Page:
[Date Prev][Date Next]   [Thread Prev][Thread Next]   [Date Index][Thread Index][Author Index]

Re: Loopable percussion (was: Tabla...)

I'm not a tabla player, but do know a bit about the drums, so here's my two

>Do you like the defined tonality in other situations or would you actually
>prefer a modified tabla which has "enough overtones to smooth over obvious
>harmonic clashes"? Could this be achieved by uneven tension of the skin or
>irregular form of the black mass (whats its name?) on it?
>Do we disrespect the milenar indian culture?

That "black mass" (sounds kind of Goth!) on the tabla is called "syahi" in
Hindi, meaning roughly "blackness."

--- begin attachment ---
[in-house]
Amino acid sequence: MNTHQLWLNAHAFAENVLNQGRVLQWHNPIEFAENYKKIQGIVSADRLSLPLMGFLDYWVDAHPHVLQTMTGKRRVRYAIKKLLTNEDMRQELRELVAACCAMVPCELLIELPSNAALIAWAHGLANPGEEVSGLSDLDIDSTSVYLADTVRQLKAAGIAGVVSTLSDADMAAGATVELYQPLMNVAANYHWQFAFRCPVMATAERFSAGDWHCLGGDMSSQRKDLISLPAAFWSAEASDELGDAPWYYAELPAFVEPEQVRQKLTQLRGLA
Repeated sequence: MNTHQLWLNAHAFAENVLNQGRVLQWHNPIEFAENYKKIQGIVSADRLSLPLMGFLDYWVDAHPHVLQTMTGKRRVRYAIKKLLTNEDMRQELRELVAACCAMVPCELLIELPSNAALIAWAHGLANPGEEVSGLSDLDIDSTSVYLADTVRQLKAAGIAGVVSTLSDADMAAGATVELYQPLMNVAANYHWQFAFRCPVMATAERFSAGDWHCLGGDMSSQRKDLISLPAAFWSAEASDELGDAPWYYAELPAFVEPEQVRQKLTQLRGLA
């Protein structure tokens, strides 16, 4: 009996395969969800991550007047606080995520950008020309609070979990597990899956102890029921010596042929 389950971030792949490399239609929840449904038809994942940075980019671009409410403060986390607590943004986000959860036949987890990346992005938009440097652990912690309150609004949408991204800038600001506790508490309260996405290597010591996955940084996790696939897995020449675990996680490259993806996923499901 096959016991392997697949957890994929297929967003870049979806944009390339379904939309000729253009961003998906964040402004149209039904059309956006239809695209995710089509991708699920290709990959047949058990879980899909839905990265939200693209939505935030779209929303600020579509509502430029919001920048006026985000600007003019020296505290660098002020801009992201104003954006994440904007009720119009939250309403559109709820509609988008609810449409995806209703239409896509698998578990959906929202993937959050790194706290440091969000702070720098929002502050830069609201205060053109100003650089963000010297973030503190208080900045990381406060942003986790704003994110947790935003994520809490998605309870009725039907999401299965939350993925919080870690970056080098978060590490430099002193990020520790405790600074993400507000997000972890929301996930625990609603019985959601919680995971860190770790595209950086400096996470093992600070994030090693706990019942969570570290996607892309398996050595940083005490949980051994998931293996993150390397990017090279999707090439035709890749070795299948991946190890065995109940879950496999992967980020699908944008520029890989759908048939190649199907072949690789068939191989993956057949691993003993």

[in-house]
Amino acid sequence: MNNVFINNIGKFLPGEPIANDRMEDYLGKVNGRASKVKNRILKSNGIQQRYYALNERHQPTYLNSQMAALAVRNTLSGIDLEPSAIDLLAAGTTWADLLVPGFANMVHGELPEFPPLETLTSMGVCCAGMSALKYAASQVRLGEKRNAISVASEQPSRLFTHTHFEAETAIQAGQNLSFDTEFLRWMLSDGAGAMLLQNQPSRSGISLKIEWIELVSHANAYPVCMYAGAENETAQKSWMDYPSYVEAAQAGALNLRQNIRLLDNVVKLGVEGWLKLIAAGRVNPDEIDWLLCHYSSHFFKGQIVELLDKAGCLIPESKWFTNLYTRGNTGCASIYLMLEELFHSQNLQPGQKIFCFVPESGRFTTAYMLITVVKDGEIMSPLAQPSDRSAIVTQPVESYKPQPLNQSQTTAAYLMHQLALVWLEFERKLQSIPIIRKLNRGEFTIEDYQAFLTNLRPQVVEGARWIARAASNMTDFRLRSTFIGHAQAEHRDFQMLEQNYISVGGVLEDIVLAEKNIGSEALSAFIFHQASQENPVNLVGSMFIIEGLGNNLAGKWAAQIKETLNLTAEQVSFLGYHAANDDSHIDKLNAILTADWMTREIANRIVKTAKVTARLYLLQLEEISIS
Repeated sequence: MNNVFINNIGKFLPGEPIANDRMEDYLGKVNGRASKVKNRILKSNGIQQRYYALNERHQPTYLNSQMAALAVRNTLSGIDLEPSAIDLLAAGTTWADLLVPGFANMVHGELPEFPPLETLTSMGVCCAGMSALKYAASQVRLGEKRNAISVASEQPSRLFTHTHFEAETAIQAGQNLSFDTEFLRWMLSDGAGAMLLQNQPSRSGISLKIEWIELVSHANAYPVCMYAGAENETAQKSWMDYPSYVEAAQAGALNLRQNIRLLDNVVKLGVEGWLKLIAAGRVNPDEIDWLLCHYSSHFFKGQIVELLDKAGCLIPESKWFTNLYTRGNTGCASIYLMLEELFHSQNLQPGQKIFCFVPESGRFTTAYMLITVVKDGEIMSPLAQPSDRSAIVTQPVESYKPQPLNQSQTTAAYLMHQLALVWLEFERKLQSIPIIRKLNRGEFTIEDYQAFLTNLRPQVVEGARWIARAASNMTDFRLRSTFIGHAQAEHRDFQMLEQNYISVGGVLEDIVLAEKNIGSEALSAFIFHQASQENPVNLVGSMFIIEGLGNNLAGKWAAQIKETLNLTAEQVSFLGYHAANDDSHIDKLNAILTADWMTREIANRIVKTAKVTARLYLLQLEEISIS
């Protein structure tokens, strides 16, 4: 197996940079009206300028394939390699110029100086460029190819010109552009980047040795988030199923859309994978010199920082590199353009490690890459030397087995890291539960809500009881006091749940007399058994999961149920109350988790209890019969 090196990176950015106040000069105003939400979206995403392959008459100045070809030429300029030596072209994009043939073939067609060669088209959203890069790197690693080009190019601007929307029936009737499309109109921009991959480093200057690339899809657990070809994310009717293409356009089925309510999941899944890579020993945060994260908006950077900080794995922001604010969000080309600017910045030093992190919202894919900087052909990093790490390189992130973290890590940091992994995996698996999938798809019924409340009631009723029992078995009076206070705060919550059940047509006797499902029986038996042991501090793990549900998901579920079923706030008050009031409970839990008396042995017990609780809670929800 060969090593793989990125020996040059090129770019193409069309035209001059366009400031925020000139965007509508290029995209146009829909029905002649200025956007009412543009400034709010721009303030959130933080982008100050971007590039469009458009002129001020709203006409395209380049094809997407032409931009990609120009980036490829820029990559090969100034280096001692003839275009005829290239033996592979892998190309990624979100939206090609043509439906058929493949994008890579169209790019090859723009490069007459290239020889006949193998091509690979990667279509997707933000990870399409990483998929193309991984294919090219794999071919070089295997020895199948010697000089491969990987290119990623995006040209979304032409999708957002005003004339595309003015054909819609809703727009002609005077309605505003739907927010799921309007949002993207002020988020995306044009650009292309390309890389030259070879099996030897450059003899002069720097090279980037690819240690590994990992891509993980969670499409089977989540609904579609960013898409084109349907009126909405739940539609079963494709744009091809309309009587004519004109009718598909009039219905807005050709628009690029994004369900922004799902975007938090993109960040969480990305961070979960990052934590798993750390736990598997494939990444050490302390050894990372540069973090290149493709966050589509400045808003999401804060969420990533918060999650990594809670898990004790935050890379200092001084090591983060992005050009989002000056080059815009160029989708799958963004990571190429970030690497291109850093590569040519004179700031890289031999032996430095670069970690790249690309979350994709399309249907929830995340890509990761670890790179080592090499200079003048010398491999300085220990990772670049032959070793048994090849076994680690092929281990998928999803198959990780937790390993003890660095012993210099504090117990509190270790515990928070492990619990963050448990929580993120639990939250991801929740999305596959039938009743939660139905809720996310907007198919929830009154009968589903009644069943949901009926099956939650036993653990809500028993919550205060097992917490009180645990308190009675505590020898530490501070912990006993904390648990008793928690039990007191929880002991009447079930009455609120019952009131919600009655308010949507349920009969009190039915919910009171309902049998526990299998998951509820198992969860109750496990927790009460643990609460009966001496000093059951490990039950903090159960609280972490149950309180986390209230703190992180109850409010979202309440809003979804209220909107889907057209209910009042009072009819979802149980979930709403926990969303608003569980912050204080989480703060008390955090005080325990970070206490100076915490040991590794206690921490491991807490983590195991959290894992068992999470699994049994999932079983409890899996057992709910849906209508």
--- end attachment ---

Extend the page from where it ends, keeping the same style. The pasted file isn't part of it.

This is usually made from rice flour, iron filings, etc. as is applied to
the skin in many layers over time until it gives the right "ring" to the
drum.  On the treble drum this is essential to tuning, since this drum is
tuned to the tonic pitch of the vocalist or instrumentalist.  In
non-traditional performance situations this can be very frustrating for the
"harmonic clash" mentioned above.

>The indian technology with the weight on the skin seams to be the
>solution to keep the instrument small and give it a nice sustain. Or 
>it be used just for the bass drum?

On tabla this is used for both the treble as well as the bass drum.  An
interesting footnote is that an older, deeper sounding drum called
"pakhawaj" has this black patch only on the treble head, but that the 
uses a small lump of dough to make a similar "weight" for the bass drum
head, then scrapes it off after the performance (or practice).  Believe it
or not, the scraped-off dough is then often given to a street animal like a
dog or monkey as food.  Musical recycling.